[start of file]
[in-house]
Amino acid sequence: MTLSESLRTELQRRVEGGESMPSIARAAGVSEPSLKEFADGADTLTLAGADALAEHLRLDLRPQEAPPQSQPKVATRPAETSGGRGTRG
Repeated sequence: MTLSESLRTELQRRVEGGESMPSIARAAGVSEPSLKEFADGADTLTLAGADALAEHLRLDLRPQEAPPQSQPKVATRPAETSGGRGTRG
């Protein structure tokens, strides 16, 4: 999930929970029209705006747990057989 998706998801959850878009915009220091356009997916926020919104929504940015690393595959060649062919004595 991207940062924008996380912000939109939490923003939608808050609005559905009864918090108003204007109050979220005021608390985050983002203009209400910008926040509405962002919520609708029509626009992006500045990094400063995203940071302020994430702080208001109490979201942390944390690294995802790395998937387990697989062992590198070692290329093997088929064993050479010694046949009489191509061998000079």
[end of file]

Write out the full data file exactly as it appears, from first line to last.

[in-house]
Amino acid sequence: MTLSESLRTELQRRVEGGESMPSIARAAGVSEPSLKEFADGADTLTLAGADALAEHLRLDLRPQEAPPQSQPKVATRPAETSGGRGTRG
Repeated sequence: MTLSESLRTELQRRVEGGESMPSIARAAGVSEPSLKEFADGADTLTLAGADALAEHLRLDLRPQEAPPQSQPKVATRPAETSGGRGTRG
């Protein structure tokens, strides 16, 4: 999930929970029209705006747990057989 998706998801959850878009915009220091356009997916926020919104929504940015690393595959060649062919004595 991207940062924008996380912000939109939490923003939608808050609005559905009864918090108003204007109050979220005021608390985050983002203009209400910008926040509405962002919520609708029509626009992006500045990094400063995203940071302020994430702080208001109490979201942390944390690294995802790395998937387990697989062992590198070692290329093997088929064993050479010694046949009489191509061998000079």